Will We go public this year or not? The question matters for technology giant SoftBank as well as WeWork’s embattled parent company. The provider of trendy offices and associated services this week postponed its initial public offering until at least next month. Public-market investors have balked at its valuation—set at $47 billion in a private fundraising this year—and corporate governance. The startup now seems likely to fetch at the very most $20 billion in an IPO.
Such a big drop in We’s valuation would hurt SoftBank, which, together with its $103 billion Vision Fund and Delta Fund, is the company’s biggest outside shareholder.
SoftBank and its co-investors have given nearly $11 billion to We, including the $1 billion they have committed through warrants. SoftBank marked the value of its stake up earlier this year, likely in response to the $47 billion valuation. That suggests an IPO at a much lower price would force the Japanese technology conglomerate to report billions of dollars in paper losses. The valuation write-down may not be huge relative to SoftBank’s total assets, which include a $122 billion stake in Chinese e-commerce giant Alibaba and $23 billion stake in Sprint. But it would affect how investors view its prospects, given that technology investing has become its major focus in the past couple of years. Postponing We’s IPO would forestall the pain, but it could also create another problem for SoftBank. We won’t only miss out on the $3 billion it wanted to raise in the IPO, but also $6 billion in bank loans that are conditional on the listing. That means the cash-burning company will likely need to seek financing elsewhere. SoftBank, its largest and most open-walleted shareholder, is the natural choice. SoftBank may even have to dig into its own pocket, as even its investment partners in the Vision Fund seem to have reservations about sinking more money into We.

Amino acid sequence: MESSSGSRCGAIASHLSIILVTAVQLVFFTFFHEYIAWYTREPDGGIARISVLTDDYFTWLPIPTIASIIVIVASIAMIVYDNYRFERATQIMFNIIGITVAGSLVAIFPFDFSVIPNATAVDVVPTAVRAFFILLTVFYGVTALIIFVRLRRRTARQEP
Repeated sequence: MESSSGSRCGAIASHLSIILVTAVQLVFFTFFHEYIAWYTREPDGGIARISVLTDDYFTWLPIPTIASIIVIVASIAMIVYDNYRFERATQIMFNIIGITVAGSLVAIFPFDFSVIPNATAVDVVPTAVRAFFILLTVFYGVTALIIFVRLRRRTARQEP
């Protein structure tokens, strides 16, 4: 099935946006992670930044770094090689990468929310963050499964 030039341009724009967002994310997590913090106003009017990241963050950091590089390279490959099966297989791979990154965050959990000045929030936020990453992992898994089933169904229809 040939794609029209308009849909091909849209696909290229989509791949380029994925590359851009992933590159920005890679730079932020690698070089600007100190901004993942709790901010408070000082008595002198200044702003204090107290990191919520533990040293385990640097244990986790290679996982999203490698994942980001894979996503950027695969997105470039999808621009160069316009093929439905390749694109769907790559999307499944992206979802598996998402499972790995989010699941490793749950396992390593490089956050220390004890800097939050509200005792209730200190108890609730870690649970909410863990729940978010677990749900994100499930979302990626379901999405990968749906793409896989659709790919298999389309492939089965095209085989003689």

SHARE YOUR THOUGHTS What do you think Softbank should do when it comes to its investment in We? Join the conversation below.
Neither option is palatable for SoftBank. Ultimately, though, the question of We’s IPO exposes a bigger one: Did the cash SoftBank splurged on private technology companies in the past couple of years merely push valuations to levels unacceptable to regular stock investors? There are some good investments in the Japanese company’s portfolio:
have both surged since their IPOs. But it is precisely SoftBank’s biggest bets that seem to have the most inflated valuations. Apart from We, it poured $7.7 billion into
That investment is now underwater: The ride-hailing giant’s stock has dropped 25% since its IPO price. SoftBank’s efforts to find investors for another $100 billion technology fund make this question even more urgent. Write to Jacky Wong at JACKY.WONG@wsj.com
Copyright ©2019 Dow Jones & Company, Inc. All Rights Reserved. 87990cbe856818d5eddac44c7b1cdeb8